What is The Pocket Shot? Well, it is what I call a modern-day sling shot, but a little cooler, has an interesting design and is quite portable – but make no mistake, this is not a toy!
Let’s get the statistics out of the way first: The Pocket Shot is a closed pouch made of latex with a base and locking ring that compresses the latex ends. This design allows for a solid grip on the front end and a clear line of projection for your ammunition – in this case a steel slug.
Pocket Shot claims that it has a projection rate of 350 feet per second, and while we did not actually use a chronograph I can say that we had to seriously tone down the amount of pull force we were using, because this little thing is deceivingly powerful.
It is 100-percent made in the USA and comes with two latex pouches or bands as they call them: the black one, which is the thicker and slower velocity option and the super blue band that is lighter but quicker and can achieve higher velocities.
The recommended ammo choices run in the 1/4-, 5/16-, and 3/8-inch size ranges, and it is highly discouraged to use anything smaller than 1/4-inch.
Loading is easy and while the Pocket Shot comes with about 100 ball-bearing rounds, the imagination runs wild with other options: pebbles, confetti, darts, paint balls, pepper balls, etc. Noteworthy: Pocket Shot also makes an arrow-specific unit called The Pocket Shot Arrow. (Note to self – must get one of these!)
Changing bands is ridiculously easy – If you know how to put your socks on, you should be good to go, however you must also understand that there are two rings at the mouth of the Pocket Shot, not just one bulky one – I will not go into depth on how long it took me to figure this out, but suffice it to say I saved you at least 30 minutes of precious time.
There is a locking ring that unscrews from the base ring. This releases the mouth of the pouch/band so you can readily change it out.
Just like anything that might require skill and accuracy, we found that there was a wide variety of marksmanship out of the box. Using only folks who had never fired the Pocket Shot before, but were all skilled shooters, we found that in some cases sight alignment and trigger control – if you will – worked great, but for others not so much. A shoot-from-the-hip approach worked best for them.
We started shooting from the 5-yard line and worked our way back as far the 15 yard line. For some, accuracy actually improved as the distance grew and for others, well, they should probably stick with barns and large open fields when using this little rocket.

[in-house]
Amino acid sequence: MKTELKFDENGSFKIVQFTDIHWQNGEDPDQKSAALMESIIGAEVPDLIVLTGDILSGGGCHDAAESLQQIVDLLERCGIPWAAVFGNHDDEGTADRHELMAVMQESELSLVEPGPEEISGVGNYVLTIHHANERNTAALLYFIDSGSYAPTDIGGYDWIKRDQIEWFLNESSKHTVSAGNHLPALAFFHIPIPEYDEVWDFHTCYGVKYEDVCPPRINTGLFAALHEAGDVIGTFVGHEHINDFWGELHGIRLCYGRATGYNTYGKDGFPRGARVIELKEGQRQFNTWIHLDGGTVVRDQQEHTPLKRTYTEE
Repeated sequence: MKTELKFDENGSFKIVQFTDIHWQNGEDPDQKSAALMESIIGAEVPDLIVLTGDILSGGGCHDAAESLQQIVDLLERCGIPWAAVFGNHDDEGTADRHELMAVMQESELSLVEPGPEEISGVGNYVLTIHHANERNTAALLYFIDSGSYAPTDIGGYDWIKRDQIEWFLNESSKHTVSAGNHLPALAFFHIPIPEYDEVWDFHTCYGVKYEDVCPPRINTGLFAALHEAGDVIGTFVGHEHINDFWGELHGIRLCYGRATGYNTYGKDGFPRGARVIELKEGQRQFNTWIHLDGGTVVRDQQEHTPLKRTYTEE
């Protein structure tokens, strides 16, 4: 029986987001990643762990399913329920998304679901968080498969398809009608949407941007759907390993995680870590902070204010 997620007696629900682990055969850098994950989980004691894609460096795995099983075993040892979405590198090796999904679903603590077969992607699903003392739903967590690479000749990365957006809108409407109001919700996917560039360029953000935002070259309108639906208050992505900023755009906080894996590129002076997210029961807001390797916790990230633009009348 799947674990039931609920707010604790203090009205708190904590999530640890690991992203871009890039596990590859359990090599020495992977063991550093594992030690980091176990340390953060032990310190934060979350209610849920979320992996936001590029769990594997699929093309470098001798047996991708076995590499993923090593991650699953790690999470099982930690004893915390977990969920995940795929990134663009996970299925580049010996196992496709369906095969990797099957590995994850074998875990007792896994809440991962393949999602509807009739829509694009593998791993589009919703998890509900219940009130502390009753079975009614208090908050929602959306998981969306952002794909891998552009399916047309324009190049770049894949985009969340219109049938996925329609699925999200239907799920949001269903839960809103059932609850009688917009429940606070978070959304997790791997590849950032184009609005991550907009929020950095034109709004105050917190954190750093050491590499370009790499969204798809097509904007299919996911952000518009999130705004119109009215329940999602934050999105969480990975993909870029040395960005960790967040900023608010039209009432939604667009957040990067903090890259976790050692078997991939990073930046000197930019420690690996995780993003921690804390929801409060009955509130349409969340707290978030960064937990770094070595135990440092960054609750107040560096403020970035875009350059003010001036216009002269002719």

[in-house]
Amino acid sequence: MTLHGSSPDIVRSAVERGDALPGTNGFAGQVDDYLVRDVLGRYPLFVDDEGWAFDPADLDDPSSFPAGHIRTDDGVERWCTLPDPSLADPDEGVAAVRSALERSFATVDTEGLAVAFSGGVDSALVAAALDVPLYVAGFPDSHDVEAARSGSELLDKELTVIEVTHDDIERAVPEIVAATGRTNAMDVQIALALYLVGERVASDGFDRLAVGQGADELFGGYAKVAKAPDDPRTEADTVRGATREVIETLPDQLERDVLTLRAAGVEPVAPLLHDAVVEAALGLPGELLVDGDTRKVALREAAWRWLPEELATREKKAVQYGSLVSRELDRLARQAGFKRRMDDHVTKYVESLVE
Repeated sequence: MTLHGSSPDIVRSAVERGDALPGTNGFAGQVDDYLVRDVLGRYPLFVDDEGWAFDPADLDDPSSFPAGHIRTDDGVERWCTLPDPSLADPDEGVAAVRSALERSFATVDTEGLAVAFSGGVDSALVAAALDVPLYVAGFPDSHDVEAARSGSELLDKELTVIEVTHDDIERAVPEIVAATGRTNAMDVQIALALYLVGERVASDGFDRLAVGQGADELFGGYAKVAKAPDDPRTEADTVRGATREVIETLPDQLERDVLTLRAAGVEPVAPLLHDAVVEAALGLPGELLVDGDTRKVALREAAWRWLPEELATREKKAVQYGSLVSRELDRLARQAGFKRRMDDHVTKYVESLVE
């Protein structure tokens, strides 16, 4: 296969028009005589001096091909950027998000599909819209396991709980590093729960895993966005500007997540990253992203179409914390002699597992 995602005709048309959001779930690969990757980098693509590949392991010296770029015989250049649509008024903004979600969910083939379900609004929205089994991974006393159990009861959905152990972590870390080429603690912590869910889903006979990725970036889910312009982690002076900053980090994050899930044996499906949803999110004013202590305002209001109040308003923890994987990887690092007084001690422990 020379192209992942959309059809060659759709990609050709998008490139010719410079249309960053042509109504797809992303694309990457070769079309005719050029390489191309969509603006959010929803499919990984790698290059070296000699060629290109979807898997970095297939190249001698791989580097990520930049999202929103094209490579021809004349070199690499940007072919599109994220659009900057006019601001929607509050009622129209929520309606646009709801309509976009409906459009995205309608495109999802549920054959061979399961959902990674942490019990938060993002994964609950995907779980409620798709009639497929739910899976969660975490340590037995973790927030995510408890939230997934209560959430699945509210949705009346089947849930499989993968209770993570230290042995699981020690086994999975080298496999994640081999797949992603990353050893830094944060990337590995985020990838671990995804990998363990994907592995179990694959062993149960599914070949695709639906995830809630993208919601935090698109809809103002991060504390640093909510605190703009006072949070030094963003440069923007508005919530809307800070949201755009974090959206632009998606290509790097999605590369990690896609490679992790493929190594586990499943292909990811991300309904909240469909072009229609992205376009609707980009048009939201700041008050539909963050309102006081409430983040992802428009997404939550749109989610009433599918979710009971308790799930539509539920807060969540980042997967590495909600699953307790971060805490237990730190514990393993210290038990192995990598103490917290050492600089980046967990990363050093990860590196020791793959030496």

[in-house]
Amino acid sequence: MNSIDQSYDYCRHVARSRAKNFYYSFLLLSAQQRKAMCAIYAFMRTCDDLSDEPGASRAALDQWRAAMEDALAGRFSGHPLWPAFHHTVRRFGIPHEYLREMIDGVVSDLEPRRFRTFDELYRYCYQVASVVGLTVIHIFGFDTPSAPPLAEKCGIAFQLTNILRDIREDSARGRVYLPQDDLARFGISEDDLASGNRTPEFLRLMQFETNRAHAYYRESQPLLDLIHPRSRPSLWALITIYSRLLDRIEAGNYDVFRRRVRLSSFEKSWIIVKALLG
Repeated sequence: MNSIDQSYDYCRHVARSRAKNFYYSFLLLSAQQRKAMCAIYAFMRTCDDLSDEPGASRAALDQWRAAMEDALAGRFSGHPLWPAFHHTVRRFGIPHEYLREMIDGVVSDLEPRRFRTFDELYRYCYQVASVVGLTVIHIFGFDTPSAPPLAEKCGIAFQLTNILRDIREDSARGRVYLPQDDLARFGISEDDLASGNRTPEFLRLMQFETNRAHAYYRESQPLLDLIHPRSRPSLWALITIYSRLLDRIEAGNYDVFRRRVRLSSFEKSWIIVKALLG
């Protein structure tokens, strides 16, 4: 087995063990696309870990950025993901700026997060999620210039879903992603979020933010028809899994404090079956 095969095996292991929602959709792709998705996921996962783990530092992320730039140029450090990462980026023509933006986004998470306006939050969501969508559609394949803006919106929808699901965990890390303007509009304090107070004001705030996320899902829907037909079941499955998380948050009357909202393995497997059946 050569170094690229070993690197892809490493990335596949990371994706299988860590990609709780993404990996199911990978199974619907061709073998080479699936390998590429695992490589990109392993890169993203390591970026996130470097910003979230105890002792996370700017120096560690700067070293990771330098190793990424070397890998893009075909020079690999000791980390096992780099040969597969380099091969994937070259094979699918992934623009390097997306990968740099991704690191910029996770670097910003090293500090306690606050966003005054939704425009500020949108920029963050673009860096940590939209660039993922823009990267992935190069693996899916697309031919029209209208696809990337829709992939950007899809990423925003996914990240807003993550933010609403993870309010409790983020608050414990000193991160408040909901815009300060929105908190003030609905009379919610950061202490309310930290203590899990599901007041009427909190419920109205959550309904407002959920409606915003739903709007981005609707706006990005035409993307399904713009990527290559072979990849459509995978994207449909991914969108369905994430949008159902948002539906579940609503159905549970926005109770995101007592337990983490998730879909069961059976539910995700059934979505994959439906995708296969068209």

Overall, there are numerous uses for the Pocket Shot and while practice is highly recommended, it is intensely fun. We even loaded as many as 8 ball bearings for a shot-gun effect, which worked brilliantly if you think a 5-foot spread at 5 yards is awesome! Great fun.
No kidding! This is not a toy and eye pro is a must. If you happen to miss your target, which would of course be somewhere located in a safe direction away from you and people you like to hang around with, and it ricochets off of a hard surface then you can be sure that “you will shoot your eye out” just like the Red Ryder. Not a toy – should be treated as a potentially serious weapon. Now doesn’t that make you just want one even more?
If you still don’t get how this Pocket Shot works, take a look at this video by Vat19, see it in action.
Editor’s note: Danielle Breteau is a professional shooter and humor columnist.
and when you add exploding arrows to the mix it definitely heightens the excitement.
Slingshot hunting is a great method of survival training and can be traced back to post cave man days. Even in modern day this can come in quite useful, whether you’re surviving or just out plinking around. The Pocket Shot has definitely step up the slingshot hunting game, and when you add exploding arrows to the mix, obviously it can cause quite an impact on a target.
It’s an interesting concept, but as he says, it is definitely something that you want to approach carefully, both in the sense of wearing more safety equipment (eyeglass protection) than he did while testing out exploding arrows, and in the sense of checking with ATF to ensure that everything you’re doing is up to standard.
by Chris Buckner
Source: Royal Nonesuch Youtube
If you missed our past review go here to Pocket Shot Review.